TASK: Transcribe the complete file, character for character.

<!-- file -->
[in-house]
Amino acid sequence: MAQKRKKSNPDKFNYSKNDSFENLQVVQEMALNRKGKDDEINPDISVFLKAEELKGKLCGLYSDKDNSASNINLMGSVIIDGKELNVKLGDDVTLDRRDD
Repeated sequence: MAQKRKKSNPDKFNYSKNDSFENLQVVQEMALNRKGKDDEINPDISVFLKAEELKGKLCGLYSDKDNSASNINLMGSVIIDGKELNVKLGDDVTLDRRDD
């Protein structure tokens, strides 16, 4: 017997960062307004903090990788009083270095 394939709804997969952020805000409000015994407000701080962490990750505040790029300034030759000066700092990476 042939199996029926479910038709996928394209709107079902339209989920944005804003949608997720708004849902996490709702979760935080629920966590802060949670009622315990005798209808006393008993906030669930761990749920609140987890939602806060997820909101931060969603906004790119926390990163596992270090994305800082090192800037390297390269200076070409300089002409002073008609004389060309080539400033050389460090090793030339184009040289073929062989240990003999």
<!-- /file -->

[in-house]
Amino acid sequence: MAQKRKKSNPDKFNYSKNDSFENLQVVQEMALNRKGKDDEINPDISVFLKAEELKGKLCGLYSDKDNSASNINLMGSVIIDGKELNVKLGDDVTLDRRDD
Repeated sequence: MAQKRKKSNPDKFNYSKNDSFENLQVVQEMALNRKGKDDEINPDISVFLKAEELKGKLCGLYSDKDNSASNINLMGSVIIDGKELNVKLGDDVTLDRRDD
């Protein structure tokens, strides 16, 4: 017997960062307004903090990788009083270095 394939709804997969952020805000409000015994407000701080962490990750505040790029300034030759000066700092990476 042939199996029926479910038709996928394209709107079902339209989920944005804003949608997720708004849902996490709702979760935080629920966590802060949670009622315990005798209808006393008993906030669930761990749920609140987890939602806060997820909101931060969603906004790119926390990163596992270090994305800082090192800037390297390269200076070409300089002409002073008609004389060309080539400033050389460090090793030339184009040289073929062989240990003999």